Wednesday, 28 September 2011

Brazilian stocks turn hostage to euro woes

The mood at a conference on Brazil in Washington on the sidelines of the annual World Bank and International Monetary Fund meetings was dark last week.

Latin America`s largest economy and its capital markets are hostage to the same uncertainties over the eurozone that have pushed almost all emerging markets to lows in recent weeks and have weakened their currencies.

In spite of a 22 per cent fall in Brazil`s benchmark Bovespa index this year and a 13 per cent depreciation of the real against the dollar in the past month, only the bravest are willing to set foot back in a market that until last year was among the most favoured in the emerging world.

“No matter how oversold it may seem, I am not touching Brazilian stocks or the Brazilian real until Europe either blows up or the problems there are resolved,” says a US-based fund manager who attended the conference.

Among the large global emerging markets, few are as well-placed as Brazil to withstand a large external shock with its $352bn of foreign exchange reserves, sound financial system and significant capacity for counter-cyclical stimulus measures.

Yet Brazilian stocks are the among worst-performing in the emerging world. The reason for this goes beyond the uncertainty over the eurozone to domestic issues, most notably the unpredictable outlook for Brazilian inflation.

“In Brazil, clearly there is a prioritisation of growth over inflation in the short term,” says Oliver Leyland, of Mirae Asset Management in Sao Paulo. “The central bank has made a big bet that inflation will drop and the external scenario will be reflected in the local economy.”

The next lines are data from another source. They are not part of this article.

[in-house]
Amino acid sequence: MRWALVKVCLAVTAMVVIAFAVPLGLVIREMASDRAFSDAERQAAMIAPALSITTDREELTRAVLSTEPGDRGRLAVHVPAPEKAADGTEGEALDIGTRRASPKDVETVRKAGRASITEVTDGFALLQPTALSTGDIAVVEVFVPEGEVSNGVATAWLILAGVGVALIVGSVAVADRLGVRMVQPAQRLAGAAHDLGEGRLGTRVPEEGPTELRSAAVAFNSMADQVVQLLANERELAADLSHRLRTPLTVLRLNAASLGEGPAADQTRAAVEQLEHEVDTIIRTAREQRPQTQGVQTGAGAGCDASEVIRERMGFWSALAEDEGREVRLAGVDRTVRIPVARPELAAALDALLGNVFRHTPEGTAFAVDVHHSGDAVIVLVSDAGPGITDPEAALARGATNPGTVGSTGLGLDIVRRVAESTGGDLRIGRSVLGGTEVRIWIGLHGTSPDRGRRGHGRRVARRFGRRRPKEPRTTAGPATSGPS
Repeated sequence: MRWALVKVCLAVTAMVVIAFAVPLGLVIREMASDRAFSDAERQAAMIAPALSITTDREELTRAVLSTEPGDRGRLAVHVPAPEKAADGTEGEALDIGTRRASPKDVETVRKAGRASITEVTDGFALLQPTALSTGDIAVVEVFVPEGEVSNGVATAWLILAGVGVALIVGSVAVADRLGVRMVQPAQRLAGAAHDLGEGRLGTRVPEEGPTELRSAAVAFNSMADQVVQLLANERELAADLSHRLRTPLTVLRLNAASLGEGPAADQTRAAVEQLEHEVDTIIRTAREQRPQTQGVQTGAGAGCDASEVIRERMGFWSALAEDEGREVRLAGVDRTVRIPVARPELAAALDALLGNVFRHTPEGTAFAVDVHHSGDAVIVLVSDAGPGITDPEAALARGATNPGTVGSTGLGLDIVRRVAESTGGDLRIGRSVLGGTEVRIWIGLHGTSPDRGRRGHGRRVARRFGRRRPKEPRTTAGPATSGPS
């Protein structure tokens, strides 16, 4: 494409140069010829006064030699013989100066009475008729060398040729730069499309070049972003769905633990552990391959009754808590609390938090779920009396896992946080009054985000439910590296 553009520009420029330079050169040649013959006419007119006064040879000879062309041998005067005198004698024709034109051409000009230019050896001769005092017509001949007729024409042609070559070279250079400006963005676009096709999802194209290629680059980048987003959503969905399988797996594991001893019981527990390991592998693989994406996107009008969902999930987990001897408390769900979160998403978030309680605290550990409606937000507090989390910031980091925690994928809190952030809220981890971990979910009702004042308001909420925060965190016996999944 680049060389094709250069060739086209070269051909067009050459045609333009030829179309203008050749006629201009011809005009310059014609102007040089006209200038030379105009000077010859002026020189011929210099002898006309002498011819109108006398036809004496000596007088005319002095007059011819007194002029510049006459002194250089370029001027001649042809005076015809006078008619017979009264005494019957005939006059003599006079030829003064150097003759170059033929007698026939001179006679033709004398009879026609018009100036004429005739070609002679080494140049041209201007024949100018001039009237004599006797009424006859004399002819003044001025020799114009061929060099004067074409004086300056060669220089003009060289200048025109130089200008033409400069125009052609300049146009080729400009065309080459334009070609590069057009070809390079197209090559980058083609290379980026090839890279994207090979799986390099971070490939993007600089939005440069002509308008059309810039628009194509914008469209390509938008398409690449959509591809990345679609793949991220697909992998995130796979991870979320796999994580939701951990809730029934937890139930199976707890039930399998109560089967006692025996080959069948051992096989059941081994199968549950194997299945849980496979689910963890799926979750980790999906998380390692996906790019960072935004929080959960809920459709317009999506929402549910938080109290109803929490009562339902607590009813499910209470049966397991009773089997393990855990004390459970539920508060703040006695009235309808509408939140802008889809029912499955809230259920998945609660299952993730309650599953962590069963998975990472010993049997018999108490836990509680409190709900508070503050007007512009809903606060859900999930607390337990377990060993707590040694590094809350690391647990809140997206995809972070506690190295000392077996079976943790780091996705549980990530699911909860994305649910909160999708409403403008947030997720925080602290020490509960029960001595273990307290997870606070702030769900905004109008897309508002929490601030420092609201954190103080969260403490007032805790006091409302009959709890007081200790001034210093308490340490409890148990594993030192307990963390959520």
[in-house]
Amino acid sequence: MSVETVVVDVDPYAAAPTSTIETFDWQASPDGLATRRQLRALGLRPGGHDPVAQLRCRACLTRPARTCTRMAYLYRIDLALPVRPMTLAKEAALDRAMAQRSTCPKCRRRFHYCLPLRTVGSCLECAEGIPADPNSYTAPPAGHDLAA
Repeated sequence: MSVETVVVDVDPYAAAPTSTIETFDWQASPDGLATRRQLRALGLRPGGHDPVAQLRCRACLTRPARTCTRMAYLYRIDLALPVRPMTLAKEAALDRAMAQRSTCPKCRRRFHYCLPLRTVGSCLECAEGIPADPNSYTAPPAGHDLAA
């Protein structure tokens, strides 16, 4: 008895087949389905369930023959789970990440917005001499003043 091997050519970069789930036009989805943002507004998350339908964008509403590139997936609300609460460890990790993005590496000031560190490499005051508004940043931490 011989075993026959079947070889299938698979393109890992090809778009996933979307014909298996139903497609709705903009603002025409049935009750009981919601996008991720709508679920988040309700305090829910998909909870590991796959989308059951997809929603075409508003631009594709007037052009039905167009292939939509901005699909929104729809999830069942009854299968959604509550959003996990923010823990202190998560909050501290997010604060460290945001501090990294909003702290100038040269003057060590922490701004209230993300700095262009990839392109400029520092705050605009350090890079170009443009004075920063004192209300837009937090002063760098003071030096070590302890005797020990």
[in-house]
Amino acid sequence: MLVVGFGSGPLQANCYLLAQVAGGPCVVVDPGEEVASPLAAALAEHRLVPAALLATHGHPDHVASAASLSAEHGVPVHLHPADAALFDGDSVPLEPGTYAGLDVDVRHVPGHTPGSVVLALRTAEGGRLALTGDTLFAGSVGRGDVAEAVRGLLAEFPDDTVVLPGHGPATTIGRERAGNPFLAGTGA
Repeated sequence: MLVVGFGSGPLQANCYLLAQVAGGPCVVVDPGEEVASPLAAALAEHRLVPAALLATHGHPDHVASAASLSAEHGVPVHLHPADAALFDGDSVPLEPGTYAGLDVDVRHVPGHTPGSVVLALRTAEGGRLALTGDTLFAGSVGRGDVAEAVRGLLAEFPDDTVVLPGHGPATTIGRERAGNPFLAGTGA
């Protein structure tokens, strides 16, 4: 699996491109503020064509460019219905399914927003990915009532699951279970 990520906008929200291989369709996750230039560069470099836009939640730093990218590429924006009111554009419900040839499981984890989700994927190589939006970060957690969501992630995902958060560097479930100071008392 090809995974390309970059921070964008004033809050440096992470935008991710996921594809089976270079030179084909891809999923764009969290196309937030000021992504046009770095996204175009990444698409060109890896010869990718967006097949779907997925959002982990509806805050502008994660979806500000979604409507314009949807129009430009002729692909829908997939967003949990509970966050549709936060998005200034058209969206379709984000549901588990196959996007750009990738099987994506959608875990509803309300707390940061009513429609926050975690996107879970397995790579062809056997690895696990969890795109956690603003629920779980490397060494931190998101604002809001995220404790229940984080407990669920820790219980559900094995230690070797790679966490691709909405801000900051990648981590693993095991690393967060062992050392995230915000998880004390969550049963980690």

Many economists do not disagree that at a macro-level Brazil is better placed than in 2008 to battle a slowdown. Goldman Sachs, in a stress test of the Brazilian economy in the event of a shock, concluded: “Brazil is capable of dealing with financial shocks because the fiscal and external accounts are in reasonable shape; the domestic banking system is strong and the stock of reserves is large.

The uncertainty for some investors is what will happen if an economic shock does not happen. The central bank has already taken a gamble on much lower global growth with its rate cut. But if growth proves better than expected, inflation in Brazil could stay high, forcing policymakers to begin tightening again.

At the conference in Washington, Fabio Kanczuk, a partner with Sao Paulo-based Reliance Asset Management, told the gathering that in the event of a slowdown in the global economy but not a Lehman Brothers-like shock, Brazilian inflation would be 7 per cent next year, above the official target.

Others argue that the government should use the eurozone crisis as an opportunity for Brazil to rebalance its policy mix to deliver steadier growth in the future. In the past, the Brazilian economy has been characterised by “one foot on the accelerator, one on the brake”, with loose fiscal policy from the government driving up inflation, forcing the central bank to react with tight monetary policy and high interest rates.

If the government can control fiscal spending during this slowdown and instead use monetary policy to counteract falling growth, Brazil could reduce its historically high real interest rates.

Copyright The Financial Times Limited 2011.
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